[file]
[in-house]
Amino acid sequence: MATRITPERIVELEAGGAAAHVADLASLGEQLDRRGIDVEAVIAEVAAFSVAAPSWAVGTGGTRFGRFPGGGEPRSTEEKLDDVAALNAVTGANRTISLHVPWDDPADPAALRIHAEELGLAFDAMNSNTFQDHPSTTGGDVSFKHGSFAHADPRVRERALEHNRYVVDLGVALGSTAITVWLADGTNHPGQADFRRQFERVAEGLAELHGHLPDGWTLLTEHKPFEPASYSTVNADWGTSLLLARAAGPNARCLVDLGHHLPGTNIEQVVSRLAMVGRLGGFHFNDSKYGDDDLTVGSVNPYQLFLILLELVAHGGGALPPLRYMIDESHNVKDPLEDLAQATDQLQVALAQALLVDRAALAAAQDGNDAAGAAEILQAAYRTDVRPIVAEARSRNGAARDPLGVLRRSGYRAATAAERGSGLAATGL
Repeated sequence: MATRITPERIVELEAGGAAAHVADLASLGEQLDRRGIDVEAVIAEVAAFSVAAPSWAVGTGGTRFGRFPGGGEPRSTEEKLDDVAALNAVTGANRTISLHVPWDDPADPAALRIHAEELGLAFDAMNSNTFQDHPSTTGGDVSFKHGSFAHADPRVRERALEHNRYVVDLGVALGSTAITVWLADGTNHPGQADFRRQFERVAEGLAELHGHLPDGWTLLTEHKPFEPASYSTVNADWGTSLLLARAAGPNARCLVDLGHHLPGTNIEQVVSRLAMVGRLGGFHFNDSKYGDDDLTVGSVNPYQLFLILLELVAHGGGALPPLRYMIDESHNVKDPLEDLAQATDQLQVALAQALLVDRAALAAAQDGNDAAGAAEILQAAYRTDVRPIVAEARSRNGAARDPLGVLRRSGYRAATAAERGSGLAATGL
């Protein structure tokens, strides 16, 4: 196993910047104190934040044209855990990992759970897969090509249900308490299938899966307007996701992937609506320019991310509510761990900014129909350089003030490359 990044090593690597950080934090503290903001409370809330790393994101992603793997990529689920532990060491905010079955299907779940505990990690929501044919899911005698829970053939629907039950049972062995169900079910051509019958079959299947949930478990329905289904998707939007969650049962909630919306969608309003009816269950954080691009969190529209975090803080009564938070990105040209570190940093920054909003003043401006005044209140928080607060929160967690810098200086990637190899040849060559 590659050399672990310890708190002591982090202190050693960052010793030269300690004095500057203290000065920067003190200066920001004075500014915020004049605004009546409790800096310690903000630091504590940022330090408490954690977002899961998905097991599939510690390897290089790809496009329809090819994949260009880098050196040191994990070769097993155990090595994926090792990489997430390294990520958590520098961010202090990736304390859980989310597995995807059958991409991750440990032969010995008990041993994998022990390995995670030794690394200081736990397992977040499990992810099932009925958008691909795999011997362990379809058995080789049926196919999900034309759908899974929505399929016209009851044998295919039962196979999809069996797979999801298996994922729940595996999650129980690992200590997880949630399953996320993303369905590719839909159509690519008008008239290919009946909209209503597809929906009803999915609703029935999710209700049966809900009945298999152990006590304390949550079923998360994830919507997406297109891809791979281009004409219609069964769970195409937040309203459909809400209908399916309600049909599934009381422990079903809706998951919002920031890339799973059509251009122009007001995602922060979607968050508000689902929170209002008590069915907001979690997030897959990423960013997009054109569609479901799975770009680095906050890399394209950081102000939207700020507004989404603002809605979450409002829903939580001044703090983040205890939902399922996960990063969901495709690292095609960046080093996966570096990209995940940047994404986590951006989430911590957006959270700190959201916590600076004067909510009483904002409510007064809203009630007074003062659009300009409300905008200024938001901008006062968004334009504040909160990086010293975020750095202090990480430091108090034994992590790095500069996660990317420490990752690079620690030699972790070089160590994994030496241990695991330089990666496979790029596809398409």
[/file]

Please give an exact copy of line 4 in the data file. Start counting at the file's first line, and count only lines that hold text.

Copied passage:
């Protein structure tokens, strides 16, 4: 196993910047104190934040044209855990990992759970897969090509249900308490299938899966307007996701992937609506320019991310509510761990900014129909350089003030490359 990044090593690597950080934090503290903001409370809330790393994101992603793997990529689920532990060491905010079955299907779940505990990690929501044919899911005698829970053939629907039950049972062995169900079910051509019958079959299947949930478990329905289904998707939007969650049962909630919306969608309003009816269950954080691009969190529209975090803080009564938070990105040209570190940093920054909003003043401006005044209140928080607060929160967690810098200086990637190899040849060559 590659050399672990310890708190002591982090202190050693960052010793030269300690004095500057203290000065920067003190200066920001004075500014915020004049605004009546409790800096310690903000630091504590940022330090408490954690977002899961998905097991599939510690390897290089790809496009329809090819994949260009880098050196040191994990070769097993155990090595994926090792990489997430390294990520958590520098961010202090990736304390859980989310597995995807059958991409991750440990032969010995008990041993994998022990390995995670030794690394200081736990397992977040499990992810099932009925958008691909795999011997362990379809058995080789049926196919999900034309759908899974929505399929016209009851044998295919039962196979999809069996797979999801298996994922729940595996999650129980690992200590997880949630399953996320993303369905590719839909159509690519008008008239290919009946909209209503597809929906009803999915609703029935999710209700049966809900009945298999152990006590304390949550079923998360994830919507997406297109891809791979281009004409219609069964769970195409937040309203459909809400209908399916309600049909599934009381422990079903809706998951919002920031890339799973059509251009122009007001995602922060979607968050508000689902929170209002008590069915907001979690997030897959990423960013997009054109569609479901799975770009680095906050890399394209950081102000939207700020507004989404603002809605979450409002829903939580001044703090983040205890939902399922996960990063969901495709690292095609960046080093996966570096990209995940940047994404986590951006989430911590957006959270700190959201916590600076004067909510009483904002409510007064809203009630007074003062659009300009409300905008200024938001901008006062968004334009504040909160990086010293975020750095202090990480430091108090034994992590790095500069996660990317420490990752690079620690030699972790070089160590994994030496241990695991330089990666496979790029596809398409």